by Sean Ruck
, Contributing Editor | January 23, 2014
From the January 2014 issue of HealthCare Business News magazine
The U.S. health care system accounts for more than 8 percent
of the country’s carbon footprint, according to research published in JAMA in 2009. While that may not seem like much, when you look at the specifics, the picture gets grimmer. That measly 8 percent equates to more than 536 million metric tons of carbon released into the atmosphere yearly, based on the most recent EPA numbers published in 2011. One promising bit of news is that the amount for the country as a whole has declined roughly 1 to 1.5 percent each year between 2005 and 2011. In part, it’s due to initiatives championed by socially and environmentally- conscious visionaries like Dr. Jeff Thompson, CEO and Chairman of the Boards of Gundersen Health System.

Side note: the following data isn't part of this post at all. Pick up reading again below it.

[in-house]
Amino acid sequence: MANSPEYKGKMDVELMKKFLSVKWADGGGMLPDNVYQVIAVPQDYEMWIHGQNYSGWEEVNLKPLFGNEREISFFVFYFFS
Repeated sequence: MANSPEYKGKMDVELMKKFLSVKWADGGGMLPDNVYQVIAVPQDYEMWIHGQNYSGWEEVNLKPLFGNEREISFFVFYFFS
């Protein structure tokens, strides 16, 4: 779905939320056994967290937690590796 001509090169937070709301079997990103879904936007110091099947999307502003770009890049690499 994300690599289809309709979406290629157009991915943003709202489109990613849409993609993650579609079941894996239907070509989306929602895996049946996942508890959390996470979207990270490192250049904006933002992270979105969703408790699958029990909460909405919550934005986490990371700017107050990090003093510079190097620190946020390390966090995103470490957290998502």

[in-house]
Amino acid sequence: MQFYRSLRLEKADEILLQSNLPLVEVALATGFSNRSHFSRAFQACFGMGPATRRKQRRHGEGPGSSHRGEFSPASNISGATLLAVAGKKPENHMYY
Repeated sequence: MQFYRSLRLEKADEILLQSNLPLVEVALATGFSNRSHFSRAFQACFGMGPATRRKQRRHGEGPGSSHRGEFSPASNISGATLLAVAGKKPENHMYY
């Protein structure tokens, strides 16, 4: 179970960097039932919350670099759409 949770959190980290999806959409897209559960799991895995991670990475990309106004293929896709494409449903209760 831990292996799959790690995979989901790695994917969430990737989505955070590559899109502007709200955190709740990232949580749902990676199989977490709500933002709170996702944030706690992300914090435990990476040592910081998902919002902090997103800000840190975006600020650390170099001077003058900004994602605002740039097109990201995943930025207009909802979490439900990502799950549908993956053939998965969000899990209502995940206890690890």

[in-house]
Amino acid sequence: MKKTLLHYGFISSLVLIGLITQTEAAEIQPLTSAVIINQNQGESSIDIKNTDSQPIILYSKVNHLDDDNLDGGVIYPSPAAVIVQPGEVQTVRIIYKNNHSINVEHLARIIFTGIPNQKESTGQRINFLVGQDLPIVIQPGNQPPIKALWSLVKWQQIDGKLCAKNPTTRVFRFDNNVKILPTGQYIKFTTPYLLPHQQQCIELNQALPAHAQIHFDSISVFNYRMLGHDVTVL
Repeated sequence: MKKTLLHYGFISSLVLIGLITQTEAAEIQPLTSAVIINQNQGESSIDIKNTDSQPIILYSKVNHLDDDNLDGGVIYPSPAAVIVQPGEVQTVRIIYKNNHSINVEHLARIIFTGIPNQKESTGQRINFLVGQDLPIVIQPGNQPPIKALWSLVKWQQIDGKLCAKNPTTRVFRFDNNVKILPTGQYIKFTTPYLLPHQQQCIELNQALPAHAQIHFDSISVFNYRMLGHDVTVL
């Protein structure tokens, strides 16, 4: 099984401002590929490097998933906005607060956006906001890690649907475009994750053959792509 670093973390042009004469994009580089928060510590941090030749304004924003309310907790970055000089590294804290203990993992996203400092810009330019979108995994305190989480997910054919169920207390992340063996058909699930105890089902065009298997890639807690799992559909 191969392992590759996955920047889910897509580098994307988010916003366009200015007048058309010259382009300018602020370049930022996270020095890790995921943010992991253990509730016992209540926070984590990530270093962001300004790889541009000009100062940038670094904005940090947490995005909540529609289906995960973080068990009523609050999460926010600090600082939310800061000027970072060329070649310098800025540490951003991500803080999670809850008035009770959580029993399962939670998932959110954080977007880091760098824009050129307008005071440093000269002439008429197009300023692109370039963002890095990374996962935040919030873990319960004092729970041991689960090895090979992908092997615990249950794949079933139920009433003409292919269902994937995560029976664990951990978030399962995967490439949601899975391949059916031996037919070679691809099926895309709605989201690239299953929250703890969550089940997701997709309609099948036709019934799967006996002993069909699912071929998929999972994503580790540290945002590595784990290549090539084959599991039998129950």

Lofty goals on target for success Thompson sees ways for hospitals to be both environmental stewards and profitable businesses. “It’s diminutive thinking to believe something is either good for the environment or good for the economy,” says Thompson. “So what we did was build a case where we say that engaging in this work is just part of our mission. Improving care, lowering costs and be a proper steward of the environment for our community are all goals we hold onto.”
But Thompson was fortunate that the board was willing to push boundaries and give sustainability efforts a try. The efforts have delivered huge returns. “When I talk to other CEOs or senior leaders about doing programs like we’ve done at Gundersen, they’re telling me their money is tight. I ask if they have treasury bills and such . . . that’s what I did. I took $2 million and invested it in different lighting, fans, etc. We save $1.3 every year from that investment.”
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“We’re being economically responsible about how we do this — we’re saving money as we do this. We’re not paying more than we were paying before, that would just raise the price of health care,” he says.